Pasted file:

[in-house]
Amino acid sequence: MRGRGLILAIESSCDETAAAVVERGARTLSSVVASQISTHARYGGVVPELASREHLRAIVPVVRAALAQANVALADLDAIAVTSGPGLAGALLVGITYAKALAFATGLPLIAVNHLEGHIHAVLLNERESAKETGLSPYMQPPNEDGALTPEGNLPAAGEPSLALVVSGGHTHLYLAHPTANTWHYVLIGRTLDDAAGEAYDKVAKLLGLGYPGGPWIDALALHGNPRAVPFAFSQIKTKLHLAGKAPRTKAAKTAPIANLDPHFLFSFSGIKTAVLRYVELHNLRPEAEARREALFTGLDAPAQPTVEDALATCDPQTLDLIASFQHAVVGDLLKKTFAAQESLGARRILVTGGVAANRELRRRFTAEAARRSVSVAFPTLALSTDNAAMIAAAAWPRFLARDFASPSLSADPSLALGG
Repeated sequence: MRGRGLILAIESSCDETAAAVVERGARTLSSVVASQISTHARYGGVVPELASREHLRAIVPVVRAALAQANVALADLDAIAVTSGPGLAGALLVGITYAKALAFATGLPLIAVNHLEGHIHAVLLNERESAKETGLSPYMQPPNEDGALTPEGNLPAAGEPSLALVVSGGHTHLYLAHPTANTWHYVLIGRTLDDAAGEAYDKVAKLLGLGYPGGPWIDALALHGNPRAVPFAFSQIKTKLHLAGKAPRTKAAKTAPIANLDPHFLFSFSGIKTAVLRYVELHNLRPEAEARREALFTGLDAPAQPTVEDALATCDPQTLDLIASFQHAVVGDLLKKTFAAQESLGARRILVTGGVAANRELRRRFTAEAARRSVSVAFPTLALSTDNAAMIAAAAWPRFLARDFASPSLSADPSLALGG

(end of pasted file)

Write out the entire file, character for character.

[in-house]
Amino acid sequence: MRGRGLILAIESSCDETAAAVVERGARTLSSVVASQISTHARYGGVVPELASREHLRAIVPVVRAALAQANVALADLDAIAVTSGPGLAGALLVGITYAKALAFATGLPLIAVNHLEGHIHAVLLNERESAKETGLSPYMQPPNEDGALTPEGNLPAAGEPSLALVVSGGHTHLYLAHPTANTWHYVLIGRTLDDAAGEAYDKVAKLLGLGYPGGPWIDALALHGNPRAVPFAFSQIKTKLHLAGKAPRTKAAKTAPIANLDPHFLFSFSGIKTAVLRYVELHNLRPEAEARREALFTGLDAPAQPTVEDALATCDPQTLDLIASFQHAVVGDLLKKTFAAQESLGARRILVTGGVAANRELRRRFTAEAARRSVSVAFPTLALSTDNAAMIAAAAWPRFLARDFASPSLSADPSLALGG
Repeated sequence: MRGRGLILAIESSCDETAAAVVERGARTLSSVVASQISTHARYGGVVPELASREHLRAIVPVVRAALAQANVALADLDAIAVTSGPGLAGALLVGITYAKALAFATGLPLIAVNHLEGHIHAVLLNERESAKETGLSPYMQPPNEDGALTPEGNLPAAGEPSLALVVSGGHTHLYLAHPTANTWHYVLIGRTLDDAAGEAYDKVAKLLGLGYPGGPWIDALALHGNPRAVPFAFSQIKTKLHLAGKAPRTKAAKTAPIANLDPHFLFSFSGIKTAVLRYVELHNLRPEAEARREALFTGLDAPAQPTVEDALATCDPQTLDLIASFQHAVVGDLLKKTFAAQESLGARRILVTGGVAANRELRRRFTAEAARRSVSVAFPTLALSTDNAAMIAAAAWPRFLARDFASPSLSADPSLALGG